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Instrumented impact testing and its application to the study of acicular ferrite steels McConnell, Paul

Abstract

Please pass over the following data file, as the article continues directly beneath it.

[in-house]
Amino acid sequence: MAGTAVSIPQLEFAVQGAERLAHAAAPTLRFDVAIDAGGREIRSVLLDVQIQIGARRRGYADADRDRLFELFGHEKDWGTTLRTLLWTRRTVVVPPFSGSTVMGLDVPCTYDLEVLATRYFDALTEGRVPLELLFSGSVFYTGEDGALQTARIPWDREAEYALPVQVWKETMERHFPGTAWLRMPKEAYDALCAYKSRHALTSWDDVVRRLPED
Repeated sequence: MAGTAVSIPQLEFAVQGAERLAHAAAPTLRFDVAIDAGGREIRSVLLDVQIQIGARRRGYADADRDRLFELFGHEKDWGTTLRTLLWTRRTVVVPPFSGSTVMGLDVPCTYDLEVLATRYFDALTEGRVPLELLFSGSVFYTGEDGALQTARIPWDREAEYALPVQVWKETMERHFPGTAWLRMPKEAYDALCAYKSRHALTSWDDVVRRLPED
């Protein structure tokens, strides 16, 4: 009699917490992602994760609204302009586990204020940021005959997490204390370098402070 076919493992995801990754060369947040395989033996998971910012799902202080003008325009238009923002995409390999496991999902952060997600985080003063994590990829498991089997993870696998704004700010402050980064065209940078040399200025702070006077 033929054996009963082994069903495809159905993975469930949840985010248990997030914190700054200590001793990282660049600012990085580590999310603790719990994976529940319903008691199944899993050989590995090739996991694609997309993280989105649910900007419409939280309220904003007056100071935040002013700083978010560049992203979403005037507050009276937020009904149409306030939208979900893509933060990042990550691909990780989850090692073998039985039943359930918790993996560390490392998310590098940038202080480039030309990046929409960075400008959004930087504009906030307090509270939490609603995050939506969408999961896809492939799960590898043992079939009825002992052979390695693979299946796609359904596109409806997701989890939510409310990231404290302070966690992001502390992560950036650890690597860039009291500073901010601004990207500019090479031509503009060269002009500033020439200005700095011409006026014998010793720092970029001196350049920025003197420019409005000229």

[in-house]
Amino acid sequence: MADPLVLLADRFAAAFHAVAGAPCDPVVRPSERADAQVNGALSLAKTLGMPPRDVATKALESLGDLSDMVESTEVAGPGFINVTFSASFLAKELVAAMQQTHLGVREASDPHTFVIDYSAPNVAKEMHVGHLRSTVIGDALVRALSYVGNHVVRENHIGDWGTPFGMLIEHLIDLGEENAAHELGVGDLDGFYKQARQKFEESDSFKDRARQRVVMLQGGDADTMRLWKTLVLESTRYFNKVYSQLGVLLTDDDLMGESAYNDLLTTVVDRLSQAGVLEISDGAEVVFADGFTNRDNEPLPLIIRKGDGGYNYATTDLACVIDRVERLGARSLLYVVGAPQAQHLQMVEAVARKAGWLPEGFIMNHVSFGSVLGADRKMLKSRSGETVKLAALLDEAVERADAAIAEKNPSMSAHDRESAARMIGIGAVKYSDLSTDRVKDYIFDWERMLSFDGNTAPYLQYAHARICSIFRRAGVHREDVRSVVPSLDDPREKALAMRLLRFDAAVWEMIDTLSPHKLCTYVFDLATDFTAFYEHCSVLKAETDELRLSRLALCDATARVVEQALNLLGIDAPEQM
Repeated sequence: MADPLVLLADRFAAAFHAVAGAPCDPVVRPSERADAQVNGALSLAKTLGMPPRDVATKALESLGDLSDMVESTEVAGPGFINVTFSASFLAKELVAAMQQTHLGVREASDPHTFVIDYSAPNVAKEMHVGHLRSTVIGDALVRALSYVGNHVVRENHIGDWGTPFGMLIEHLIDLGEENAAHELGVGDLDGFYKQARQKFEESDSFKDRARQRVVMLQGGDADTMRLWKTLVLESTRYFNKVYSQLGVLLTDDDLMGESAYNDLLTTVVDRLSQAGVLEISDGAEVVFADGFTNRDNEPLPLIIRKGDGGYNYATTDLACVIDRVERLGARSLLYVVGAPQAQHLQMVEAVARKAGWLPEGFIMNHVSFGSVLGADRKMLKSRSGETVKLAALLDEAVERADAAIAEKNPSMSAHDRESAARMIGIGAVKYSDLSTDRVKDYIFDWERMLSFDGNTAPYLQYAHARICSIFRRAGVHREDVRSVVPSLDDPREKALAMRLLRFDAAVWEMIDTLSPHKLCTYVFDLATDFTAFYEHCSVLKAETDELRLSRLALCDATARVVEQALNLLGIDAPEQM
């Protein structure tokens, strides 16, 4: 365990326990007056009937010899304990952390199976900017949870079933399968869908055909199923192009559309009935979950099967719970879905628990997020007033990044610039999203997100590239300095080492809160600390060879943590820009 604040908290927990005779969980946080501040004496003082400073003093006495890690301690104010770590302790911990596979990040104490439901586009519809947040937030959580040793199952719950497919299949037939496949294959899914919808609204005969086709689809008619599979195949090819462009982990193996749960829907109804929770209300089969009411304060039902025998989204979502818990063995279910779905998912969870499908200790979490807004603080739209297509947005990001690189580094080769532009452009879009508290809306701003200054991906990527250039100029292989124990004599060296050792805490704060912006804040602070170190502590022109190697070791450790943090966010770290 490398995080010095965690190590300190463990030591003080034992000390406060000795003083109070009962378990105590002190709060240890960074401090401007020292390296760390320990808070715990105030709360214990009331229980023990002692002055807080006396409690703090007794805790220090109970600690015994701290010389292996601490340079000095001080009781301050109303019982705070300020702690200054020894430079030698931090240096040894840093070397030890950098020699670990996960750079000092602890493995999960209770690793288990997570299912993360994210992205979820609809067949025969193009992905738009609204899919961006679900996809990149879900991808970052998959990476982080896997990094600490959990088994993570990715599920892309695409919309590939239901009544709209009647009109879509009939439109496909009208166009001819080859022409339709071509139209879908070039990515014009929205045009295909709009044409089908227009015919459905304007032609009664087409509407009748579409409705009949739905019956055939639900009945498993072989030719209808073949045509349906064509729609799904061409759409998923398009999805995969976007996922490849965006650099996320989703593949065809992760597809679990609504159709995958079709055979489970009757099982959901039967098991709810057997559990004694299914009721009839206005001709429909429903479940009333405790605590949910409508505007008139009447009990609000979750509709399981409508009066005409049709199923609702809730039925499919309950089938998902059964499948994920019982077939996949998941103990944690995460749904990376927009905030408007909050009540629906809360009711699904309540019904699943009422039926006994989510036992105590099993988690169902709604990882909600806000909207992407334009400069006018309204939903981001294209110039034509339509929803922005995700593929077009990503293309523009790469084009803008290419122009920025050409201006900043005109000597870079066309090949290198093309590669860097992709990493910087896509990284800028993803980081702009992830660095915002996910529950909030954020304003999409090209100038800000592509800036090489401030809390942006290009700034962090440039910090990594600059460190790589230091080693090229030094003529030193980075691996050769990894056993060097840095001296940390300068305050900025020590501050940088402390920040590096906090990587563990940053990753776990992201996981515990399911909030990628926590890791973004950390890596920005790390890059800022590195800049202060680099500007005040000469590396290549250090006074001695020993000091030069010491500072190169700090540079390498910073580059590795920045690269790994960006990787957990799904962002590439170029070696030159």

An instrumented impact test (IIT) machine was constructed and calibrated using static and dynamic loading. The theory and fundamentals of IIT have been reviewed. Tests were performed to assess the proposed ASTM IIT validity criteria. The requirements that the fracture time be greater than 3 times the period of specimen oscillations and 1.1 times the electronic response time appear to be conservative. The data confirm that adoption of the criterion, B > 2.5 (K[sub Id]/σ[sub yd])², ensures plane strain fracture, whereas the acceptance of a linear load-to-failure condition (i.e., P[sub MAX] < P[sub GY]) may not be conservative enough. For general yield failures, crack initiation was shown to occur prior to the attainment of maximum load. Thus, initiation energies calculated by assuming that crack initiation occurs at the maximum load are nonconservative. The dynamic properties of two acicular ferrite pipeline steels were characterized by IIT. The Information obtained, particularly the fracture toughness parameters and the initiation energies, revealed significant inadequacies in the toughness specifications and test methods presently used by the pipeline industry. Tests performed to assess the significance of testing, standard Charpy V-notch specimens versus full pipe wall thickness Charpys showed that lower upper shelf energies were obtained for the full wall specimens. However, the magnitude of the transition and lower shelf energies and the transition temperatures were similar. Fatigue precracked standard Charpys specimens absorbed much lower energies and had higher transition temperatures than did the standard specimens. Tests were also performed to assess the strain aging behaviour of the two acicular ferrite steels. Strain aging the semi-killed steel resulted in a decrease in the propagation energy, with no change in the magnitude of the initiation energy. For this steel, strain-aging does not increase the potential for crack initiation. Tests also revealed that sites near the seam weld of the pipe made with that semi-killed steel had experienced sufficient pipe-forming strain and thermal energy from the welding process to exhibit strain age effects. The fully killed acicular ferrite steel did not strain age; its strength and toughness were increased upon aging. The instrumented impact test provided fracture toughness data that correlated very well with that obtained by more conventional fracture toughness testing techniques. The total fracture energy from a standard Charpy test was shown to often mask the fracture toughness value of a material. The initiation energy obtained from testing a precracked Charpy specimen accurately indicated the relative magnitude of the fracture toughness, however.

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